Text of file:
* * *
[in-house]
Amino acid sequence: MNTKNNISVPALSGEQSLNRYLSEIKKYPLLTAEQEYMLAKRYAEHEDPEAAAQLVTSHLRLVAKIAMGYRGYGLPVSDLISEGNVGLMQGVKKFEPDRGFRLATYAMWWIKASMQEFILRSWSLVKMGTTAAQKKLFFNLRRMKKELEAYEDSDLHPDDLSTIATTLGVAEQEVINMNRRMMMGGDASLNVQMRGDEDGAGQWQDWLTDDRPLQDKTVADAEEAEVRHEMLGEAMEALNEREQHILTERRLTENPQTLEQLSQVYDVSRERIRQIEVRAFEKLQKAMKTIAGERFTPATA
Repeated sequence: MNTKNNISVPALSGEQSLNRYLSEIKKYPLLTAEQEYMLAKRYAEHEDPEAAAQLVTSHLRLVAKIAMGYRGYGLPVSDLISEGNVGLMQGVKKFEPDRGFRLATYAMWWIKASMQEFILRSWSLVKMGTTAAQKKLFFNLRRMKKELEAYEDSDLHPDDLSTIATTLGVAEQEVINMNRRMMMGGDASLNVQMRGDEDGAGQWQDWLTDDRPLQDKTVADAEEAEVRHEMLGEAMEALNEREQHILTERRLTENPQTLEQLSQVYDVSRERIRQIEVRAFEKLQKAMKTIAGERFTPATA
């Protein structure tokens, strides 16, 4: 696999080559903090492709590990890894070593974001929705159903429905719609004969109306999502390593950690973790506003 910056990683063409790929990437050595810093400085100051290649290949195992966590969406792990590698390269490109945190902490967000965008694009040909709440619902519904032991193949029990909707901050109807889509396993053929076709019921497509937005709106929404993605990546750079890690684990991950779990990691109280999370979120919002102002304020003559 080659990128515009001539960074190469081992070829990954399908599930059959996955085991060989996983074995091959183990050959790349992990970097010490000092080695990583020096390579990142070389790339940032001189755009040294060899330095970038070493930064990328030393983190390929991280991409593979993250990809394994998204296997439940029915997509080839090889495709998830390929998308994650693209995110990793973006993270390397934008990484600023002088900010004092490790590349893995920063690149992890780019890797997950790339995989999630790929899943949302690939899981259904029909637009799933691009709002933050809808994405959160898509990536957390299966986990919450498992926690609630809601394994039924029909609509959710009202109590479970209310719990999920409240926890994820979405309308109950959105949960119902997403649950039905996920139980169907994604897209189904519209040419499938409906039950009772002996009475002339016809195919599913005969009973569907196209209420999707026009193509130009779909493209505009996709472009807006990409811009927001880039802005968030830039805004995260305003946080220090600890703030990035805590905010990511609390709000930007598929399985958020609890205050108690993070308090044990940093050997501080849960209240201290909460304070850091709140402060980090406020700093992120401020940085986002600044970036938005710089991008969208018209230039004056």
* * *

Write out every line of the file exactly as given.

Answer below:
[in-house]
Amino acid sequence: MNTKNNISVPALSGEQSLNRYLSEIKKYPLLTAEQEYMLAKRYAEHEDPEAAAQLVTSHLRLVAKIAMGYRGYGLPVSDLISEGNVGLMQGVKKFEPDRGFRLATYAMWWIKASMQEFILRSWSLVKMGTTAAQKKLFFNLRRMKKELEAYEDSDLHPDDLSTIATTLGVAEQEVINMNRRMMMGGDASLNVQMRGDEDGAGQWQDWLTDDRPLQDKTVADAEEAEVRHEMLGEAMEALNEREQHILTERRLTENPQTLEQLSQVYDVSRERIRQIEVRAFEKLQKAMKTIAGERFTPATA
Repeated sequence: MNTKNNISVPALSGEQSLNRYLSEIKKYPLLTAEQEYMLAKRYAEHEDPEAAAQLVTSHLRLVAKIAMGYRGYGLPVSDLISEGNVGLMQGVKKFEPDRGFRLATYAMWWIKASMQEFILRSWSLVKMGTTAAQKKLFFNLRRMKKELEAYEDSDLHPDDLSTIATTLGVAEQEVINMNRRMMMGGDASLNVQMRGDEDGAGQWQDWLTDDRPLQDKTVADAEEAEVRHEMLGEAMEALNEREQHILTERRLTENPQTLEQLSQVYDVSRERIRQIEVRAFEKLQKAMKTIAGERFTPATA
């Protein structure tokens, strides 16, 4: 696999080559903090492709590990890894070593974001929705159903429905719609004969109306999502390593950690973790506003 910056990683063409790929990437050595810093400085100051290649290949195992966590969406792990590698390269490109945190902490967000965008694009040909709440619902519904032991193949029990909707901050109807889509396993053929076709019921497509937005709106929404993605990546750079890690684990991950779990990691109280999370979120919002102002304020003559 080659990128515009001539960074190469081992070829990954399908599930059959996955085991060989996983074995091959183990050959790349992990970097010490000092080695990583020096390579990142070389790339940032001189755009040294060899330095970038070493930064990328030393983190390929991280991409593979993250990809394994998204296997439940029915997509080839090889495709998830390929998308994650693209995110990793973006993270390397934008990484600023002088900010004092490790590349893995920063690149992890780019890797997950790339995989999630790929899943949302690939899981259904029909637009799933691009709002933050809808994405959160898509990536957390299966986990919450498992926690609630809601394994039924029909609509959710009202109590479970209310719990999920409240926890994820979405309308109950959105949960119902997403649950039905996920139980169907994604897209189904519209040419499938409906039950009772002996009475002339016809195919599913005969009973569907196209209420999707026009193509130009779909493209505009996709472009807006990409811009927001880039802005968030830039805004995260305003946080220090600890703030990035805590905010990511609390709000930007598929399985958020609890205050108690993070308090044990940093050997501080849960209240201290909460304070850091709140402060980090406020700093992120401020940085986002600044970036938005710089991008969208018209230039004056």